It is indeed an opinion strangely prevailing amongst men, that houses, mountains, rivers, and in a word all sensible objects, have an existence, natural or real, distinct from their being perceived by the understanding… But, say you, surely there is nothing easier than for me to imagine trees, for instance, in a park, or books existing in a closet, and nobody by to perceive them. I answer, you may so, there is no difficulty in it; but what is all this, I beseech you, more than raming in your mind certain ideas which you call books and trees, and the same time omitting to frame the idea of any one that may perceive them?…The objects of sense exist only when they are perceived; the trees therefore are in the garden, or the chairs in the parlour, no longer than while there is somebody by to perceive them.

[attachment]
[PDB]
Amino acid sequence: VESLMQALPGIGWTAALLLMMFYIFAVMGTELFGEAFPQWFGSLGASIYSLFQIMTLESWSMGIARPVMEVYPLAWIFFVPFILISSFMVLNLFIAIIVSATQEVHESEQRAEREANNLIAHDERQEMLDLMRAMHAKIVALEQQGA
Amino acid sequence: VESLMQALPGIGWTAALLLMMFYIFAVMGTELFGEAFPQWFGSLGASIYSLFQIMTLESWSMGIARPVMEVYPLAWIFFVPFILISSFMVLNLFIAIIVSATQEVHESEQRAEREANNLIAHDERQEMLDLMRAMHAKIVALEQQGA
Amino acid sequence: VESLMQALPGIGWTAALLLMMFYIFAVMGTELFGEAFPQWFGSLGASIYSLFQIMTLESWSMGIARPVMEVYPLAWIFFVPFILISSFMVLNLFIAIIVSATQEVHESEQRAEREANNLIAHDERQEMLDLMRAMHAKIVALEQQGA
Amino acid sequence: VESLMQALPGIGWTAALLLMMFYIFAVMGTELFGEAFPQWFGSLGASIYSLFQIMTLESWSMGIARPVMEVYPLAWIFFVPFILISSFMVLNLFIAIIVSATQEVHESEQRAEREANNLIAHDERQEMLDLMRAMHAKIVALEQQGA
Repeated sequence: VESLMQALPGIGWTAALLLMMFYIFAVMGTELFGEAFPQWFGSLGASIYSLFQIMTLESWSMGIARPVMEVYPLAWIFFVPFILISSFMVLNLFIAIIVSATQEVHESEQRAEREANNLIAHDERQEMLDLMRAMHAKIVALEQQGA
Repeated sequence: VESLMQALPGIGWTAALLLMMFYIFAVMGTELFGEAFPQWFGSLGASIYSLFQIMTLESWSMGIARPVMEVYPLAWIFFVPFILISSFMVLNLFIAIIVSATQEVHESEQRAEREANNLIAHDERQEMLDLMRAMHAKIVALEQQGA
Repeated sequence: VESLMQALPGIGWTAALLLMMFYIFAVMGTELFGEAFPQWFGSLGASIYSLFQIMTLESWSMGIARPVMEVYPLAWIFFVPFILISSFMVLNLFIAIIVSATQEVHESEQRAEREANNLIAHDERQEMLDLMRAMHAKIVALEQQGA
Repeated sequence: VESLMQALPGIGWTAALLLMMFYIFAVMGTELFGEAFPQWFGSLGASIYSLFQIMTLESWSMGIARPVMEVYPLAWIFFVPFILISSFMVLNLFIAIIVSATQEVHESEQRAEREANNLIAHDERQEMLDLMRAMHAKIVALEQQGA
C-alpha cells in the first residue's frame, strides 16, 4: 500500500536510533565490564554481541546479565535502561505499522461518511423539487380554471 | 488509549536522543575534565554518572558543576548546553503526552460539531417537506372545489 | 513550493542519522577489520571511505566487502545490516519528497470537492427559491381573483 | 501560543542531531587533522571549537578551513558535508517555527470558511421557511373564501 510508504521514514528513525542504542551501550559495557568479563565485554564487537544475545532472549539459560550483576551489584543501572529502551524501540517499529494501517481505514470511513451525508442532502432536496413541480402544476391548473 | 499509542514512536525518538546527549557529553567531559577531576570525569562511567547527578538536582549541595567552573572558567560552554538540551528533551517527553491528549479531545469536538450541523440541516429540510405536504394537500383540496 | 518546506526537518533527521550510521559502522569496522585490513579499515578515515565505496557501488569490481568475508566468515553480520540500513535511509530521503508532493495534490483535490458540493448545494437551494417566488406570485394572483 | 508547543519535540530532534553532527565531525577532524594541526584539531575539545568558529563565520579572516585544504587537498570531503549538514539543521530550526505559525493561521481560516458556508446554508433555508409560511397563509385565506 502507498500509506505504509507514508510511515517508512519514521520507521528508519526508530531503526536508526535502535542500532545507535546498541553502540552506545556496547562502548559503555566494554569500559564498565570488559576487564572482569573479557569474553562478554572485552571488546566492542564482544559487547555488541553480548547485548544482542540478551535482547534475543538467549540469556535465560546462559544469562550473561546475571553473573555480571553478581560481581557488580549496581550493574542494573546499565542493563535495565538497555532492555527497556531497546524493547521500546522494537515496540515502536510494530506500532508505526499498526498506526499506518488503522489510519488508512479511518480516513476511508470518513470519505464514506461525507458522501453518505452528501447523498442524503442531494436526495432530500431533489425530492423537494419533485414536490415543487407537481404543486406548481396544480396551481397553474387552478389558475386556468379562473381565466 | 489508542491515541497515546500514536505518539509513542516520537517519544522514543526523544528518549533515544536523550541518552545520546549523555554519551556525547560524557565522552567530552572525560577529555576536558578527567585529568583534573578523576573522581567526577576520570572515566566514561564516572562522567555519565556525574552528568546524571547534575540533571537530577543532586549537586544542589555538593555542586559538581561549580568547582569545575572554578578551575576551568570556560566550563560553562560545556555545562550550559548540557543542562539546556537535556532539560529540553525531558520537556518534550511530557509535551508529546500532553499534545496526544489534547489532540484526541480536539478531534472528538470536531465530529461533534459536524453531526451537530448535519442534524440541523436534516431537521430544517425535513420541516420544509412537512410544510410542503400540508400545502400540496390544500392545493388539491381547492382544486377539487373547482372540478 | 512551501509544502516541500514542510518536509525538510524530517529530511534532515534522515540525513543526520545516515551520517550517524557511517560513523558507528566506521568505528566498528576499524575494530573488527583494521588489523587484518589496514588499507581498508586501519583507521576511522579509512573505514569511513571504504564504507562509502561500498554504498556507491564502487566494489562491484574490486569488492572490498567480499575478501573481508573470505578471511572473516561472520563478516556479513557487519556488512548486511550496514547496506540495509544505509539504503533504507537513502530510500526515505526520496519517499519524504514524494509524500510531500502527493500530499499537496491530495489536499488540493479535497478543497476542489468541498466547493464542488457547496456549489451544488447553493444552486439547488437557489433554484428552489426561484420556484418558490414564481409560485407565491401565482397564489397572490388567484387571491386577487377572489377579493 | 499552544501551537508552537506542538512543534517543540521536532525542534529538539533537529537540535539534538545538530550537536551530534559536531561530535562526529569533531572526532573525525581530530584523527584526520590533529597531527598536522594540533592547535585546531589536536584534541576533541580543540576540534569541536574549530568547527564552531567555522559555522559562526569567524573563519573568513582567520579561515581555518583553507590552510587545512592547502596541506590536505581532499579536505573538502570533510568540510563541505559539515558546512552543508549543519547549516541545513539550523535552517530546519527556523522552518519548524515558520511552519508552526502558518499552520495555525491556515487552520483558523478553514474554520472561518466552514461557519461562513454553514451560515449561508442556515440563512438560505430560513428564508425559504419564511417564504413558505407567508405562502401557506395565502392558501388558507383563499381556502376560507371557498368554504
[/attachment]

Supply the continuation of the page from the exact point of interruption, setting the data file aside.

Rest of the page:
Later the question was put a little differently: if no one is there to hear a tree in the forest crash to the ground, does it make a sound? Common sense says  it does, George Berkeley is adamant that it doesn’t. Of course, if it’s not there, it can’t crash to the ground; but let’s give a little leeway to more recent thinkers who insist there will certainly be a sound wave. Even so, if ears don’t perceive it, there can be no sound. Sound requires the translation of the sound wave. It isn’t a sound until it is ‘heard’ by ears or machines that emulate ears (and even then, what if the machine doesn’t play the sound back to human ears to hear?). I’m not sure if rooms, just being there, doing nothing, with no one in them, make a sound. Certainly they would ‘sound’ different to a person who has just come in from outdoors or from another room where a CD of Tom Waits was playing. Lynne Cohen’s rooms are present in the book, in an exhibition, but silent. For your eyes only.